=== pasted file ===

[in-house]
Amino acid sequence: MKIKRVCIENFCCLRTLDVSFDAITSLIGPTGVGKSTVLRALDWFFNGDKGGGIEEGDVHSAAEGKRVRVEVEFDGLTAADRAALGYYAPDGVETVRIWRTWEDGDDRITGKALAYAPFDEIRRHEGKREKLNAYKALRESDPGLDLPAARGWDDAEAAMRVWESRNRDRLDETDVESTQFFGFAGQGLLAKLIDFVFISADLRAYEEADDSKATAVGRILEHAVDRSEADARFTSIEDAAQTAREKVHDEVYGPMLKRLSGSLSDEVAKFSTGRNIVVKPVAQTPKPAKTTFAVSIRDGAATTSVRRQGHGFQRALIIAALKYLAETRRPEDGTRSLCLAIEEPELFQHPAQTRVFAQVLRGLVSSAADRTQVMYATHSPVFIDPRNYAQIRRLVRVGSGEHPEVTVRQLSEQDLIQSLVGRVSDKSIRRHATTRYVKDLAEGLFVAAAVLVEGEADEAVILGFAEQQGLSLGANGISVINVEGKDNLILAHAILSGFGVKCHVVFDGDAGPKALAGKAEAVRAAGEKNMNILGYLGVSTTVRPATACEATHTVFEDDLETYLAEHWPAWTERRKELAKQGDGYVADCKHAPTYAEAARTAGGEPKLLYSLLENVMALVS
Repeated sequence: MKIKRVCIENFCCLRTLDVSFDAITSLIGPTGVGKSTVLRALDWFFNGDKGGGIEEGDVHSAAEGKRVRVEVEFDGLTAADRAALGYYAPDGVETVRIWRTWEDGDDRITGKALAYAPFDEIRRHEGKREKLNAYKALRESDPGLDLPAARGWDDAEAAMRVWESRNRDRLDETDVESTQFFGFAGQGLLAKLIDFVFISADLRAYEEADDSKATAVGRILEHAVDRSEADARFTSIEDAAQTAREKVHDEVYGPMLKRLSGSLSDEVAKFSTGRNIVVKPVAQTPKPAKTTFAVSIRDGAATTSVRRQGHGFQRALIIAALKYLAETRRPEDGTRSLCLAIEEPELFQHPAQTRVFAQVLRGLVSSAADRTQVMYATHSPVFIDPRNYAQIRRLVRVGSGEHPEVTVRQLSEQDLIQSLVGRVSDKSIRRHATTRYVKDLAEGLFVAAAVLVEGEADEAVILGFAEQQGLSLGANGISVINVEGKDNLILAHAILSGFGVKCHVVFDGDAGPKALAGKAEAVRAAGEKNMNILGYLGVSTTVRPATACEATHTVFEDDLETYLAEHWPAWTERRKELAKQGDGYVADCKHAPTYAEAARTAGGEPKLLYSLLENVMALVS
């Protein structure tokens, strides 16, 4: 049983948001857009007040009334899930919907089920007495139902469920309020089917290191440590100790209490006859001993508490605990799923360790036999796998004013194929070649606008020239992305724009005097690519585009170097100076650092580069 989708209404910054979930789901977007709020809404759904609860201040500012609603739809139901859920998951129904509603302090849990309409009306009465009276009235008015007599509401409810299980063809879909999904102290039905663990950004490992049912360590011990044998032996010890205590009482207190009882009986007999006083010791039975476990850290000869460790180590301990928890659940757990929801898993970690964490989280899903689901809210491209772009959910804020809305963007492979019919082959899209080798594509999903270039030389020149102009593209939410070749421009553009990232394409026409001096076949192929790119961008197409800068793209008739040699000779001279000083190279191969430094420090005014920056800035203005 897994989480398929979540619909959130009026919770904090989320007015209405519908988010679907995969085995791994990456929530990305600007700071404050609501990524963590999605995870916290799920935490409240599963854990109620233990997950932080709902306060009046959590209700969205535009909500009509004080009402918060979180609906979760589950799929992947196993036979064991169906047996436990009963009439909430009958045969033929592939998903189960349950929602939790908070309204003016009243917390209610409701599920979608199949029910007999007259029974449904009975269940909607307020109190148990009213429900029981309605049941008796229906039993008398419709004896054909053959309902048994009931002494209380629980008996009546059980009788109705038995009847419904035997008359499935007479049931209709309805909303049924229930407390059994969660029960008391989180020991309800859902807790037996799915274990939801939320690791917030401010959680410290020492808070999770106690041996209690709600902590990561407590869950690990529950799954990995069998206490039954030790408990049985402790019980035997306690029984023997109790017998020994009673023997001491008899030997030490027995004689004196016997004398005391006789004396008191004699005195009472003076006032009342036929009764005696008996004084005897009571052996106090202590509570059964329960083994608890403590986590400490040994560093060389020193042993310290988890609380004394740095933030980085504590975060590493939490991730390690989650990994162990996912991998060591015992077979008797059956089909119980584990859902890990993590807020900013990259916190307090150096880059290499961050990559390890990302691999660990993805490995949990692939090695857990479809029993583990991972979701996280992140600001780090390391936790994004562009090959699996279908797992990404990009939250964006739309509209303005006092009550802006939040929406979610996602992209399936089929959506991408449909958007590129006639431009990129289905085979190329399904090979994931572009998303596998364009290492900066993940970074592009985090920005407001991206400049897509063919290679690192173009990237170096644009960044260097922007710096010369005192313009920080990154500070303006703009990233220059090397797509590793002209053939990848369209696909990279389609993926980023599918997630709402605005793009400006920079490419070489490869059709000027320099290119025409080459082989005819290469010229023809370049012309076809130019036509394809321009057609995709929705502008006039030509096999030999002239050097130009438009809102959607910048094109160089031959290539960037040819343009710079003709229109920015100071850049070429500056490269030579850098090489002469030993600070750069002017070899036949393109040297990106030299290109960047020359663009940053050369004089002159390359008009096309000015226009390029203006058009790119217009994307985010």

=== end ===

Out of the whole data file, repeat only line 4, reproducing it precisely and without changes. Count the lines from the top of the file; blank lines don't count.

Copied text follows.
């Protein structure tokens, strides 16, 4: 049983948001857009007040009334899930919907089920007495139902469920309020089917290191440590100790209490006859001993508490605990799923360790036999796998004013194929070649606008020239992305724009005097690519585009170097100076650092580069 989708209404910054979930789901977007709020809404759904609860201040500012609603739809139901859920998951129904509603302090849990309409009306009465009276009235008015007599509401409810299980063809879909999904102290039905663990950004490992049912360590011990044998032996010890205590009482207190009882009986007999006083010791039975476990850290000869460790180590301990928890659940757990929801898993970690964490989280899903689901809210491209772009959910804020809305963007492979019919082959899209080798594509999903270039030389020149102009593209939410070749421009553009990232394409026409001096076949192929790119961008197409800068793209008739040699000779001279000083190279191969430094420090005014920056800035203005 897994989480398929979540619909959130009026919770904090989320007015209405519908988010679907995969085995791994990456929530990305600007700071404050609501990524963590999605995870916290799920935490409240599963854990109620233990997950932080709902306060009046959590209700969205535009909500009509004080009402918060979180609906979760589950799929992947196993036979064991169906047996436990009963009439909430009958045969033929592939998903189960349950929602939790908070309204003016009243917390209610409701599920979608199949029910007999007259029974449904009975269940909607307020109190148990009213429900029981309605049941008796229906039993008398419709004896054909053959309902048994009931002494209380629980008996009546059980009788109705038995009847419904035997008359499935007479049931209709309805909303049924229930407390059994969660029960008391989180020991309800859902807790037996799915274990939801939320690791917030401010959680410290020492808070999770106690041996209690709600902590990561407590869950690990529950799954990995069998206490039954030790408990049985402790019980035997306690029984023997109790017998020994009673023997001491008899030997030490027995004689004196016997004398005391006789004396008191004699005195009472003076006032009342036929009764005696008996004084005897009571052996106090202590509570059964329960083994608890403590986590400490040994560093060389020193042993310290988890609380004394740095933030980085504590975060590493939490991730390690989650990994162990996912991998060591015992077979008797059956089909119980584990859902890990993590807020900013990259916190307090150096880059290499961050990559390890990302691999660990993805490995949990692939090695857990479809029993583990991972979701996280992140600001780090390391936790994004562009090959699996279908797992990404990009939250964006739309509209303005006092009550802006939040929406979610996602992209399936089929959506991408449909958007590129006639431009990129289905085979190329399904090979994931572009998303596998364009290492900066993940970074592009985090920005407001991206400049897509063919290679690192173009990237170096644009960044260097922007710096010369005192313009920080990154500070303006703009990233220059090397797509590793002209053939990848369209696909990279389609993926980023599918997630709402605005793009400006920079490419070489490869059709000027320099290119025409080459082989005819290469010229023809370049012309076809130019036509394809321009057609995709929705502008006039030509096999030999002239050097130009438009809102959607910048094109160089031959290539960037040819343009710079003709229109920015100071850049070429500056490269030579850098090489002469030993600070750069002017070899036949393109040297990106030299290109960047020359663009940053050369004089002159390359008009096309000015226009390029203006058009790119217009994307985010």